Ports of Call – Jack Vance

Ports_of_Call_-_Jack_Vance_cover
Ports of Call #1

Fate forces a young man to make his way as crew on an itinerant trade ship, visiting weird and wonderful planets.

Half a century after he started publishing, Vance showed in this story that he still had his gift. For Vance fans, the characters are familiar types, but the writing flows just as smoothly as ever.

Ports of Call is a travelogue, somewhat in the mode of Big Planet (but broader) or Space Opera (but less farcical). In brief, a young man is forced to make his way as a member of a spaceship crew, visiting all manner of planets. As always, the worlds are strange, the customs bizarre, the decisions whimsical.

The book has a broader range of well-developed characters than usual. Where Vance often relies on a fairly ‘normal’ narrator and weird, barely human companions or foils, here the crew of the spaceship are interesting and reasonable individuals in their own right.

Some of the decoration is familiar. For example, Vance expands slightly on one of his favorite risks – that innocent actions can lead to unexpected – and undesired – marriage. (Since he seems to have been quite happy with his own lifelong marriage, it’s best not to read into this anything but humor.) But the total is nonetheless very entertaining.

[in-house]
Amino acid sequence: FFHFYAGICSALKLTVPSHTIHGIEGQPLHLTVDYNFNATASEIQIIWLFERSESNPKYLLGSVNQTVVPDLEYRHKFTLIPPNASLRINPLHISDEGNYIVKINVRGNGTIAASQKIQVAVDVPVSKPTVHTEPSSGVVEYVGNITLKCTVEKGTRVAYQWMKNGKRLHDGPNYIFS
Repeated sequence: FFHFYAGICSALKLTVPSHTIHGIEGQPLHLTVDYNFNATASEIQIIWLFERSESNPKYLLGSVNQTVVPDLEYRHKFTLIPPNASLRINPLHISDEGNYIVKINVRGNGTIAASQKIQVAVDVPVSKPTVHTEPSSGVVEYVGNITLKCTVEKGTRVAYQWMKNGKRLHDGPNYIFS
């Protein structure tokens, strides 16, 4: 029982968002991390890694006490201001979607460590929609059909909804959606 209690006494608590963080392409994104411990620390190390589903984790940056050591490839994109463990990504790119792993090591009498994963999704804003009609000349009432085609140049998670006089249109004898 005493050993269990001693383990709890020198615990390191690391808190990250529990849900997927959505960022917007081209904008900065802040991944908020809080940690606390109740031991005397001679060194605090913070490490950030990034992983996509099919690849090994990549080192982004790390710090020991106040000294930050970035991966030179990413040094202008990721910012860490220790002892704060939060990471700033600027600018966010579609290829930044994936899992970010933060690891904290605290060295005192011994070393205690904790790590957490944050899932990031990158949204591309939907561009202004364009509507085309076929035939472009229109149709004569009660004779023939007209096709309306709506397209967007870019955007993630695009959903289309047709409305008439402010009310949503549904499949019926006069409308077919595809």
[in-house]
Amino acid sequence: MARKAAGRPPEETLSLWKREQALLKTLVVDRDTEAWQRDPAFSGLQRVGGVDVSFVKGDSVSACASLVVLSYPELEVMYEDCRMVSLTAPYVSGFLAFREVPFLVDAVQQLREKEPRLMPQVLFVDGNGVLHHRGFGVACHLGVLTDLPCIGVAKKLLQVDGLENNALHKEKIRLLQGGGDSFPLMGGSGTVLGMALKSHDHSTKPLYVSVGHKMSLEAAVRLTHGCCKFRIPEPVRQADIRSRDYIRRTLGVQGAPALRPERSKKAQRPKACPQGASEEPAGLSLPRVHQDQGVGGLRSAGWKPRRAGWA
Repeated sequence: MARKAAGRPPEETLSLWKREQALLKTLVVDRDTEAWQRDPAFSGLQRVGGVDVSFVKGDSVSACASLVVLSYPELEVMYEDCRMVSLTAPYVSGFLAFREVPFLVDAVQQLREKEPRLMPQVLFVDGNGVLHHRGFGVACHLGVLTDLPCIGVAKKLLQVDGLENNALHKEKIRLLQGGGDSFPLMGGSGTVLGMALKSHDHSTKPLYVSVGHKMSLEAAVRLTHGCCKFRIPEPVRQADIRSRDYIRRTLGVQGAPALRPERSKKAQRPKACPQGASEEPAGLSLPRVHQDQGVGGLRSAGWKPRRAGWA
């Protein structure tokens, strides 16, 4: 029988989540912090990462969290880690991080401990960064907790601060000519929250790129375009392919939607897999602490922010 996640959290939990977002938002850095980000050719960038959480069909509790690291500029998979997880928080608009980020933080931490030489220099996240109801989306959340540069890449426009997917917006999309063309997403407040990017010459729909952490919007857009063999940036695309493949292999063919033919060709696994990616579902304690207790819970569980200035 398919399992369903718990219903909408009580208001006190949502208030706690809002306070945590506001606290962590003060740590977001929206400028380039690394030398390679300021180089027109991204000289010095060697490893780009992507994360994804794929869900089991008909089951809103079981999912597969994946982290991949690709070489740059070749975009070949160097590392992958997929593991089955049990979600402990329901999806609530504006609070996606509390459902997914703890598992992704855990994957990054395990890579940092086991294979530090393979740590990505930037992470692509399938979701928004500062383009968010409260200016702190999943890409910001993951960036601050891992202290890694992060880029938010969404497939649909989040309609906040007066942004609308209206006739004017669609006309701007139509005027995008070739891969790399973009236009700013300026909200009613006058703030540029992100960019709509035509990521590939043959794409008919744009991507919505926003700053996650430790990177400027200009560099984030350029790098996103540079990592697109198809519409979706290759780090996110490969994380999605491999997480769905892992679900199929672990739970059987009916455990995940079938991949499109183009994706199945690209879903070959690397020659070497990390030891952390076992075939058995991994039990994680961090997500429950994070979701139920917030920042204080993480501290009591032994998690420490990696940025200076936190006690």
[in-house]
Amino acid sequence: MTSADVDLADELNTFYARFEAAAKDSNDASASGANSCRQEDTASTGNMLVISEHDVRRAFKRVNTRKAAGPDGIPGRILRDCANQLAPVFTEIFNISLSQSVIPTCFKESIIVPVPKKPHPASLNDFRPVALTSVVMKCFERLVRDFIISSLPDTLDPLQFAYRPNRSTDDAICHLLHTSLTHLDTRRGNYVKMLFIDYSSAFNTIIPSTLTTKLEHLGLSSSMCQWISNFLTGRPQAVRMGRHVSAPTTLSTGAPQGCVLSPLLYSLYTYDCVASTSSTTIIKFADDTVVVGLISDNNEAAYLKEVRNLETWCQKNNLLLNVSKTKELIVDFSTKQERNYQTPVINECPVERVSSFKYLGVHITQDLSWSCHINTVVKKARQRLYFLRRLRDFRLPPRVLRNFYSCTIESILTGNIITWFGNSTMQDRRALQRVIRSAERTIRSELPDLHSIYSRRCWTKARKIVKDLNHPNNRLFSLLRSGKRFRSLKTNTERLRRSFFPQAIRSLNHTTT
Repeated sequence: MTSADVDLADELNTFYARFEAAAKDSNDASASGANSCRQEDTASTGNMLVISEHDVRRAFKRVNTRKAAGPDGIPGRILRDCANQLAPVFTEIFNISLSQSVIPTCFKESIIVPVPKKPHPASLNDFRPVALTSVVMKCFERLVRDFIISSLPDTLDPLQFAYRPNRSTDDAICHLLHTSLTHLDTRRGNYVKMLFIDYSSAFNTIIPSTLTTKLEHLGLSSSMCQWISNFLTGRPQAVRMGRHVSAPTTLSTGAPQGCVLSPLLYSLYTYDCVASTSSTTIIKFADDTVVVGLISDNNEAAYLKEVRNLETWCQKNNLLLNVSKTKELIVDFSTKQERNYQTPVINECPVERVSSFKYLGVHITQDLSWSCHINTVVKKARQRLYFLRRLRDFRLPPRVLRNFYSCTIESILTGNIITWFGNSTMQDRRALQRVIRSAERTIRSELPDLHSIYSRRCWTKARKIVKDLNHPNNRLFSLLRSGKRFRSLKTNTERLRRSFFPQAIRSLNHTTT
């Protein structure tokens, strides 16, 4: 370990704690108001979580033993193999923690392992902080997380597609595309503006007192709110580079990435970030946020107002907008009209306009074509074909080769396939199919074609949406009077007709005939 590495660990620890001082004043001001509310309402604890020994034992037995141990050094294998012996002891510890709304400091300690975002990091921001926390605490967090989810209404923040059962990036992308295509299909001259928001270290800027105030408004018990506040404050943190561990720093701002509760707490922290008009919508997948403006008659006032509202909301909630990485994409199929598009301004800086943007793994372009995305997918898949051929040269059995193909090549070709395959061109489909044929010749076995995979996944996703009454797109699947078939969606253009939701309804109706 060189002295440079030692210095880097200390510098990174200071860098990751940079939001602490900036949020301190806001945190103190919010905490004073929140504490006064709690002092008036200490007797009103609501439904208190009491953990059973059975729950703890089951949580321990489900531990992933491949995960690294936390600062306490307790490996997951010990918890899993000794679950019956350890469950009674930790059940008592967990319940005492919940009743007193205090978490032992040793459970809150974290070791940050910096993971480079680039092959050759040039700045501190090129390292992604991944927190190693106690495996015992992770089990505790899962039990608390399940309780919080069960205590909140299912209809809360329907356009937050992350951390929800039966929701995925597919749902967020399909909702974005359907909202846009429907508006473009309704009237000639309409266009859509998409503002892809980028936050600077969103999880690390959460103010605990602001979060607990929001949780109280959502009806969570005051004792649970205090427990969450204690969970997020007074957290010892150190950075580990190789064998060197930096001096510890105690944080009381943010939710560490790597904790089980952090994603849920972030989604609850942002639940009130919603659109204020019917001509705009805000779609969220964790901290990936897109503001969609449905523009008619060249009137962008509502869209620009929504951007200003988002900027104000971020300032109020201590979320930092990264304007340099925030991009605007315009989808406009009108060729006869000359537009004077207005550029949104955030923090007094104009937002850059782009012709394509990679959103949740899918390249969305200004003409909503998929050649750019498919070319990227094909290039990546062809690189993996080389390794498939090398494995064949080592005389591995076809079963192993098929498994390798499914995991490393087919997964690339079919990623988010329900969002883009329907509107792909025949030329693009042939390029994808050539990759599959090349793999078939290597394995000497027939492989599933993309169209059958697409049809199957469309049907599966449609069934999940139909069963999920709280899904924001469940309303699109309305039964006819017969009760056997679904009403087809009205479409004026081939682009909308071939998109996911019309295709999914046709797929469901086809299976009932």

So far, so good, and one of Vance’s better books. Unfortunately, whether through editorial pressure, bad planning, or some other cause, the book stops at what one might feel is about the 2/3 or 3/4 mark. There’s a quick epilogue (strange in a book so obviously designed for a sequel) that pretends to set up the sequel, but basically the book simply ends mid-stream. Given that the sequel, Lurulu, is so slim, it’s hard to escape the conviction that it was all intended to be published as a single volume. Had that happened, I’d have been very pleased. But this book, as it stands, is incomplete and unsatisfying.

Overall, the main portion of an excellent Vance work. If I end up buying all his work electronically (Spatterlight Press), I’ll consider simply merging Ports of Call and Lurulu into the one volume I feel they’re meant to be.

I do recommend this, provided you buy Lurulu at the same time. The two together make a good story.

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